Struggling Air India looks to soar again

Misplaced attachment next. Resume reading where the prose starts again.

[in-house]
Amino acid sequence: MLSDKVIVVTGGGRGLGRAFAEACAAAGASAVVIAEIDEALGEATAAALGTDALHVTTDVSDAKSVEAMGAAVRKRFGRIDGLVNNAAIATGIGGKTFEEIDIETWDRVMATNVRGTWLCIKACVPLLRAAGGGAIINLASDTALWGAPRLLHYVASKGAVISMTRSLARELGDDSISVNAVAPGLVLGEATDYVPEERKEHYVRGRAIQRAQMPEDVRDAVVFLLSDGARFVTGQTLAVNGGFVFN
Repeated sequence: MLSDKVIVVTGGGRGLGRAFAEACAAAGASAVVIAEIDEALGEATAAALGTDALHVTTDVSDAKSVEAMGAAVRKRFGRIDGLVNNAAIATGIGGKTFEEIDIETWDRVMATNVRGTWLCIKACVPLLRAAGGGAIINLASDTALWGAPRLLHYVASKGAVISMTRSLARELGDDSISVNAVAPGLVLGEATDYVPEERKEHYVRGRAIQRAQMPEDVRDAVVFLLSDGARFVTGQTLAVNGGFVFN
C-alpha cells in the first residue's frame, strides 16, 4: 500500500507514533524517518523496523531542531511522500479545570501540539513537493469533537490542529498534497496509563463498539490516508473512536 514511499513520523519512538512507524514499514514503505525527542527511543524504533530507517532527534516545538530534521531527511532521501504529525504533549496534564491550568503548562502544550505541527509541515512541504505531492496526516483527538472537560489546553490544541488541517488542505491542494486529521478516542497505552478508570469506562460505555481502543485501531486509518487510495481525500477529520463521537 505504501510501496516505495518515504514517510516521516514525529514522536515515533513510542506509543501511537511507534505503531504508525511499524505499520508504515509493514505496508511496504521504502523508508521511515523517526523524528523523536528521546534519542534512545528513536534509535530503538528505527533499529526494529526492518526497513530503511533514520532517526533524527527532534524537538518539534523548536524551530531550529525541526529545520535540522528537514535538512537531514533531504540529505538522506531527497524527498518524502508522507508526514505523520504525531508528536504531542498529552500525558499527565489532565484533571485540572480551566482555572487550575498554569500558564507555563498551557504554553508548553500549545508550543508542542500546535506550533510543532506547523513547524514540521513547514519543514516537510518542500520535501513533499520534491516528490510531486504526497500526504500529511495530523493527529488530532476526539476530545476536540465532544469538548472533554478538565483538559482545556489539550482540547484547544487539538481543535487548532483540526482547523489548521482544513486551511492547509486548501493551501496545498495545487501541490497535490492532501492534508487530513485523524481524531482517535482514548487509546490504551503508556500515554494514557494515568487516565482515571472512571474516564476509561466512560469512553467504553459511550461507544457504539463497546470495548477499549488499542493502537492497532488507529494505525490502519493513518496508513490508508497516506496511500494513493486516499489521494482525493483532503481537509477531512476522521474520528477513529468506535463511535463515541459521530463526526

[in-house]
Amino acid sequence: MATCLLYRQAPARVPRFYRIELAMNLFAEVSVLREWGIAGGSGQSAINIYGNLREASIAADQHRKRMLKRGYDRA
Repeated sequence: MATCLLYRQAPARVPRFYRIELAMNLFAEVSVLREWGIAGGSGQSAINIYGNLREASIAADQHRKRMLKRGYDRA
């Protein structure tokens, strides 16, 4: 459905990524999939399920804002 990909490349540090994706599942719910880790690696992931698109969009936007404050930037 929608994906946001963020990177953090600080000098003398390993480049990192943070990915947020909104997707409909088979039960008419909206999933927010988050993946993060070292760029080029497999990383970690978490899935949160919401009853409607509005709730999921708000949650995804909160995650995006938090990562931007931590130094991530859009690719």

Air India, the national flag carrier that has accumulated thousands of crores of rupees in losses, is set to fly over uncharted territory hoping to reverse its fortunes in the new year. Arvind Jadhav, head of the National Aviation Co. of India Ltd (Nacil) that runs Air India, says he will use a combination of cost cuts, outsourcing, restructuring and spinning off under-utilized divisions into separate businesses to rewrite the account books of India’s oldest airline. But aviation experts are sceptical, claiming some of Jadhav’s ideas are unlikely to succeed and others are unlikely to be implemented because of Air India’s state ownership. As chairman and managing director of the beleaguered Nacil, Jadhav has the unenviable task of salvaging an airline that saw losses of Rs7,226 crore in fiscals 2008 and 2009. Air India’s outstanding debt stands at Rs16,000 crore, of which Rs11,000 crore is high-cost. It also runs a monthly cash deficit of Rs400 crore. Nacil has asked the government for a loan and equity infusion of nearly Rs15,000 crore, and is already showing signs of revival. To begin with, Jadhav plans to turn two of Air India’s divisions into independent profit-making ventures: engineering, which will become a full-fledged maintenance, repair and overhaul (MRO) firm; and cargo handling, which will become an integrated end-to-end logistics firm. “By April, we would be spinning off our engineering business unit into a different company,” Jadhav said. “This will straightaway take around 20,000 employees out of Air India’s books and Rs1,200-1,500 crore salary bill (with it).” Air India’s annual wage bill for 31,500 employees stands at Rs3,300 crore. Branching out - The engineering division currently services 100 planes a year, or just half its capacity. It is also unable to attract much business from rival carriers, and earns about Rs100 crore annually. But once turned into a separate business, it could make as much as Rs3,000 crore annually. Air India has already entered a strategic alliance with Sharjah-based Aerostar Asset Management FZC for marketing its aircraft engine overhaul facility. The two have created an engine MRO brand called The A Team, which already provides engine repair and management solutions to West Asian airlines. Air India is also in talks with logistics firms to build the support infrastructure for “door-to-door” logistics. “The idea is (to) spin off our cargo airline division into a separate entity and convert that into a complete logistics company that offers door-to-door services,” said Jadhav. Nacil has also entered into an equal joint venture with Singapore Airport Terminal Services Ltd to handle ground services at various airports in India. “If the subsidiaries are hived off and start earning the projected revenue, we will be getting Rs360 crore a month,” Jadhav predicted. Cutting costs - In a market where airlines are selling tickets below cost, Jadhav agreed it was tough to enhance revenues. “You cannot cut salaries, airport charges or catering charges overnight. So one will have to look at cost savings,” he said. He is already attempting this through network restructuring, rationalizing routes and aircraft deployment, and shifting a good number of employees based in US and European cities to India. “These measures have (also) helped in increasing revenues,” Jadhav said, adding that the company was expecting a net benefit of Rs378 crore in terms of cost reduction during the winter schedule of 2009 and Rs563 crore for the entire year. The merger of Air India with other state-run carriers Indian Airlines, Air India Express and Alliance Air will bring down costs further. The government gave its nod to the merger nearly three years ago, but operational delays have hobbled the move. Air India now runs its aircraft on all four operating licences. Jadhav pointed out a merger of such a large scale was not an overnight process. He was, hence, prioritizing the “front end merger”, which will mean the customers will deal with a single airline for all practical purposes, while the merger of books, workforce and so forth—the back end—would happen over time. In India and abroad, the carrier has combined booking offices of Air India and Indian Airlines to save on establishment costs. The office at the Jeevan Bharti building in central New Delhi, a prime location, has also been surrendered, saving approximately Rs5 crore annually. Air India has also withdrawn from some sectors on India–Gulf routes and has transferred them to Air India Express, as part of route rationalization. Wage worries - One will have to see how much can Jadhav do, considering the constraints of a government-owned airline. In the past, he had to drop several ideas, including wage cut. Slashing the massive wage bill has been the toughest task. Aviation expert and aerospace journalist Hormuz P. Mama is more sanguine. “The fact that Air India is a state-run airline does not mean that nothing can be done about it. There needs to be a compromise from the unions regarding salary cuts, a very inconvenient point that has been put on the backburner,” he said. Unless unions were willing to accept realistic concessions now, they could have to settle for a lot less in the near future. He suggested “manpower rationalization”, saying the biggest single source of expenditure was the “grossly bloated staff strength”. But such a measure is not on Jadhav’s radar, given what he calls are the airline’s “social commitments”. Instead, he is looking to outsource some functions. “Since we are an aviation company, we may not be able to give career progression to IT people. Therefore, we may identify certain services for outsourcing to other company after reaching an agreement on terms and conditions,” Jadhav said. Equity boost - Even if they are not substantial in themselves, the cost cuts have had a ripple effect. The government has agreed to infuse Rs800 crore as equity based on various cost-cutting measures. The airline currently has an equity base of Rs145 crore. “Bankers are confident on Air India but have some pre-conditions for restructuring the loan,” Jadhav said. “If the shareholder, that is the government, is willing to infuse additional equity, I could convince the bankers to restructure my high cost loans.” Air India is also toning up his fleet. Air India has phased out 11 medium-sized and six wide-body planes from its system in the current fiscal while inducting 29 new aircraft. “We have operated winter schedule with 56 planes against 67 aircraft in summer schedule without losing passengers,” Jadhav said, adding that better utilization of aircraft had resulted in substantial savings of Rs200 crore. By March 2010, three more Boeing 777-200s, two Airbus A310s and eight Airbus A320s will be returned or retired from the fleet, allowing Air India to induct brand new aircraft. Airlines worldwide are projected to post $5.6 billion (Rs26,152 crore) in losses in fiscal 2011, according to industry body International Air Transport Association, or Iata. Jadhav said he expected Air India won’t contribute to that figure. He agreed both organizational and financial restructuring was difficult, particularly so for a government-run company. “But we are hopeful of both,” he added.